The appetizer: We had the prosciutto-wrapped smoked jalapeño poppers to start. They’re marketed as “house smoked jalapeños stuffed with cheese and wrapped with thinly sliced prosciutto”. Let me tell you something: that prosciutto was most definitely NOT “thinly” sliced. I love prosciutto; this was more like thick-cut bacon. It was very smoky, and very flavorful, but I wish the prosciutto had been sliced thinner so that I could have enjoyed the stuffed jalapeños more. Instead, the overwhelming flavor of smoky meat was too much for me and I only ate one popper.

Image of pulled Pork BBQ with Brussels Sprouts

I sort of forgot to take a picture BEFORE starting to eat :-)

The main course: There was no bread*. We split the pulled pork with the Memphis BBQ sauce and the caramelized Brussels sprouts. The plating of the meat was a little sloppy, but hey, it’s BBQ so it doesn’t have to be neat. The Brussels sprouts were tasty, but a little al dente (I prefer the sprouts at Steuben’s). The pulled pork was on the moist side, which is great, but only if you have something to soak it up with (and Brussels sprouts don’t really do a good job at that). I was displeased with their side selections: the only potato option they have is mashed (meh), and there were no corn OR corn bread* options (which are kind of BBQ-side-staples in my book).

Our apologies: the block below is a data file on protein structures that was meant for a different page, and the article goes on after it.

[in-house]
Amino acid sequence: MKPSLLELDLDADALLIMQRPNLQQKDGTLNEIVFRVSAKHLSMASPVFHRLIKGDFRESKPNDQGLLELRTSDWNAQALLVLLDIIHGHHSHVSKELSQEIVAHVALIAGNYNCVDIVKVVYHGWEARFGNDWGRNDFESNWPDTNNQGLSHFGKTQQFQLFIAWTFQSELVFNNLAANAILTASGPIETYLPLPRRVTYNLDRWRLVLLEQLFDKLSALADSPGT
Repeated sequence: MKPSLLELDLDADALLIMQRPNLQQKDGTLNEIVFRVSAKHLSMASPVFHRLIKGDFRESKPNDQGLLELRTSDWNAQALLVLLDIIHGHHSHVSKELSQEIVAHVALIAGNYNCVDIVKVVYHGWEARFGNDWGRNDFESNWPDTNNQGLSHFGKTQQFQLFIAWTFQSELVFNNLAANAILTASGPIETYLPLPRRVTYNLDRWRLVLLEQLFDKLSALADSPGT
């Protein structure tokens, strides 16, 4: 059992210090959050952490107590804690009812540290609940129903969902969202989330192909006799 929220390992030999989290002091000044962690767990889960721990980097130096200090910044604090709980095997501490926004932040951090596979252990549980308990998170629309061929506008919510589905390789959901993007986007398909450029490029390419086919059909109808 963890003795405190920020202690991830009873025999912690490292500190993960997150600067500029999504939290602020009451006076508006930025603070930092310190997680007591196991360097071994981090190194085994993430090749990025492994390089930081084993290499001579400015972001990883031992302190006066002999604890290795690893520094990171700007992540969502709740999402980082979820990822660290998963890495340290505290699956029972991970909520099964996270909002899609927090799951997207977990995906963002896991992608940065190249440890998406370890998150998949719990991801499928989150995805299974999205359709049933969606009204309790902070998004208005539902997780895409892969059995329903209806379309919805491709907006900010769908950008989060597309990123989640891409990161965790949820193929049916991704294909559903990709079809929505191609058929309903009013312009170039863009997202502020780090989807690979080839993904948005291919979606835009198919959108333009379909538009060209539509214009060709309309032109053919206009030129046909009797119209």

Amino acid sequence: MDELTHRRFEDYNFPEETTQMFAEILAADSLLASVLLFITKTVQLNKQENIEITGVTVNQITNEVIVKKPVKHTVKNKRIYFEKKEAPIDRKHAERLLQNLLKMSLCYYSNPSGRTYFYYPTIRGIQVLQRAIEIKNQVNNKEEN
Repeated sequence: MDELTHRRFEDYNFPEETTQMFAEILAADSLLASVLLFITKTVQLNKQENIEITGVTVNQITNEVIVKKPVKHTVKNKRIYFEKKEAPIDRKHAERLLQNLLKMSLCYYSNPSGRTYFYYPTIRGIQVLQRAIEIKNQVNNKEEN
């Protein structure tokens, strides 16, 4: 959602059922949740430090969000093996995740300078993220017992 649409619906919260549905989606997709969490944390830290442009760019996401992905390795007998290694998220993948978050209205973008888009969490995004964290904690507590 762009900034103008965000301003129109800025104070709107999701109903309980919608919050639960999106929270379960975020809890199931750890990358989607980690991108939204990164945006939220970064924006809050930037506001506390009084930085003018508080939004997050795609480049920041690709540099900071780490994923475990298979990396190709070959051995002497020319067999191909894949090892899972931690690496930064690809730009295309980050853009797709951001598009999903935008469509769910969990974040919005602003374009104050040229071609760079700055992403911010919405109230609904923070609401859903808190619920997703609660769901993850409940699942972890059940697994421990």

The drinks: I had a spicy Bloody Mary and my hubby had a beer (Avery IPA). Both were tasty and left us satisfied.

Image of leftover pulled pork turned into sandwich; with chips and baby tomatoes

Leftovers!

Image of leftover pulled pork turned into sandwich; with chips and baby tomatoes

The leftovers: were even better than the 1st go-round! I made myself a BBQ sammich with some sliced Muenster cheese, chopped onions, and mayo on a bolillo bread roll. Cue chips and baby ‘maters and I had myself one yummy lunch.

The verdict: I wish they had bread. I would go back to try the tacos (which the waiter raved about, but… really? You’re a BBQ place, not a taco place, come on now) or maybe a sandwich and definitely another side. Depending on that experience, I might even go back to try their brunch.